milk that was enriched with vitamin D by exposing it to ultraviolet radiation, formed a tasteful alternative for cod-liver oil
UV-radiated milk
Until the first decades of the 20th century rachitis
(or rickets) formed a wide spread disease, caused
by a lack of vitamin D. A regular consumption of a
limited quantity of cod-liver oil had proven to be
effective already since 1918 although vitamin D as
the crucial ingredient would only be identified in
1922. In 1919 de German scientist K. Huldschinsky
was the first who succeeded in curing children from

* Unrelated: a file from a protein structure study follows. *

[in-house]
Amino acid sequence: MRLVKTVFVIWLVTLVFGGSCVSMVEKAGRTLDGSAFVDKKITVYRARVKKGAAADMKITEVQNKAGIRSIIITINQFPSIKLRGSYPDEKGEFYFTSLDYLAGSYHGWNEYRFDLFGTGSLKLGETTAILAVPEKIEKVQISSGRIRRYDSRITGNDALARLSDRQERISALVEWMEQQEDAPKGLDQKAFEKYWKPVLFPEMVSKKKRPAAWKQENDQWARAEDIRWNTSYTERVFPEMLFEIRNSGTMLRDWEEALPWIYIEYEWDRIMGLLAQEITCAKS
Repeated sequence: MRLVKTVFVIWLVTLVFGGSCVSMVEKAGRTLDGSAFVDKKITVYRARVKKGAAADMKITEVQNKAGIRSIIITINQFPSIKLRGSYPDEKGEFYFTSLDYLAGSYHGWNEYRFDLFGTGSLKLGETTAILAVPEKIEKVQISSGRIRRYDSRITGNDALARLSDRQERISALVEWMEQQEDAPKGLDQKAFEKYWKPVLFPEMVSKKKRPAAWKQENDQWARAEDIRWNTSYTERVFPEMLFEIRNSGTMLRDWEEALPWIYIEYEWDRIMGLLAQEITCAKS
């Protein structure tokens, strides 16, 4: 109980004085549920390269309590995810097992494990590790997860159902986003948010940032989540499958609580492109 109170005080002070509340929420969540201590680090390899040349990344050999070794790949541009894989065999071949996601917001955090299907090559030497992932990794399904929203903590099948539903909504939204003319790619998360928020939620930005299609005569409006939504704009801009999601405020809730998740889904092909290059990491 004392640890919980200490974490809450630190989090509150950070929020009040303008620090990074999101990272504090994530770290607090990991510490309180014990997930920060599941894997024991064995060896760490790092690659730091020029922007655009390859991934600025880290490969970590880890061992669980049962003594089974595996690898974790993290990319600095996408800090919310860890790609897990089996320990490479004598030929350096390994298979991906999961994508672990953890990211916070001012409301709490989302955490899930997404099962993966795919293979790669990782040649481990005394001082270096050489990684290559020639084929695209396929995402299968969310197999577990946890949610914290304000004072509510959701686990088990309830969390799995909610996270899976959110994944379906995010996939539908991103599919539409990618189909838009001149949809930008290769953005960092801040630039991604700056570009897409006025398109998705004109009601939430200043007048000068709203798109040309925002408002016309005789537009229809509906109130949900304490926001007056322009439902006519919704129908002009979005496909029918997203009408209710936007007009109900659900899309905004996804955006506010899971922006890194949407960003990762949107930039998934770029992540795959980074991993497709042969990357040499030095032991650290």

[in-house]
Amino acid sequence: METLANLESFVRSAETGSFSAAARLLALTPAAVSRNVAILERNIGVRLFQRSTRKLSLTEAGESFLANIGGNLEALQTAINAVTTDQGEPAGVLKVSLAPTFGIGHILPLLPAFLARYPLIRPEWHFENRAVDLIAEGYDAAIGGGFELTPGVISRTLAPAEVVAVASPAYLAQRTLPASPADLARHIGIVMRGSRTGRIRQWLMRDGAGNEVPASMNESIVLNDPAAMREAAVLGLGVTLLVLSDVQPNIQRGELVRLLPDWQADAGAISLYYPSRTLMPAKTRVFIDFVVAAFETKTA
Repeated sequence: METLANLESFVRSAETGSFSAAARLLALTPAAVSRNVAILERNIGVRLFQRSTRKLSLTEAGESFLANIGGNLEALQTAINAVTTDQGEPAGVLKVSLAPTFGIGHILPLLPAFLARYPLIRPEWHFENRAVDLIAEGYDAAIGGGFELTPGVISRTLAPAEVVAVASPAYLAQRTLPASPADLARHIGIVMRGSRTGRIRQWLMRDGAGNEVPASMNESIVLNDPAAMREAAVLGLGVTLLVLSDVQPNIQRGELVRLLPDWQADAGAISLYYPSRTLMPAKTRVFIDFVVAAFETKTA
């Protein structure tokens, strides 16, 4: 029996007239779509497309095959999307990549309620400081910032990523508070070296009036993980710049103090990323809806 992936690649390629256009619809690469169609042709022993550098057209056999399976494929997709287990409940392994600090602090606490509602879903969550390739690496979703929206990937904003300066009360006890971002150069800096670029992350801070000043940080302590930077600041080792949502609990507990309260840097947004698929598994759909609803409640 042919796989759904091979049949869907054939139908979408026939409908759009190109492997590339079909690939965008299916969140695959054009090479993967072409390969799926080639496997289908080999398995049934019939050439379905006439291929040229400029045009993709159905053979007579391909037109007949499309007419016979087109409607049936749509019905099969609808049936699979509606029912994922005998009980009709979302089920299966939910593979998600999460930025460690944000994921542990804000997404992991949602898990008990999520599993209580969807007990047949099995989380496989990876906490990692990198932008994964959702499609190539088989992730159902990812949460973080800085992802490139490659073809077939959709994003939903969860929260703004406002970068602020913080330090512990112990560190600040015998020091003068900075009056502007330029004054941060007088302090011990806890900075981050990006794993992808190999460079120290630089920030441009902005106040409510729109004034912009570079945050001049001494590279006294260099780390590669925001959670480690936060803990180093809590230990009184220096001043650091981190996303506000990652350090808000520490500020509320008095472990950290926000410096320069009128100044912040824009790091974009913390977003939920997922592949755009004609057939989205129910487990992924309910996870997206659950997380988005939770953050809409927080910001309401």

rachitis by treating them with artificial generated
ultraviolet radiation. Especially UV-B stimulates the
production of new pigment and it converts
cholesterol into vitamin D. Through our liver and
kidneys this vitamin is converted into a hormone
that makes our bones to absorb calcium. From 1920
on, milk that was enriched with vitamin D by
exposing it to ultraviolet radiation from strong
high-pressure mercury vapour arc discharge lamps
formed a more tasteful alternative for the cod-liver
oil. For they who could afford it, a more effective direct treatment of the skin with
ultraviolet radiation remained the favourite. From the mid of the 20th century the
circumstances for living and other eating habits guaranteed the consumption of the
necessary quantities of vitamin D but especially during the winter period an additional
exposure to some ultraviolet radiation was still assumed to be in favour of general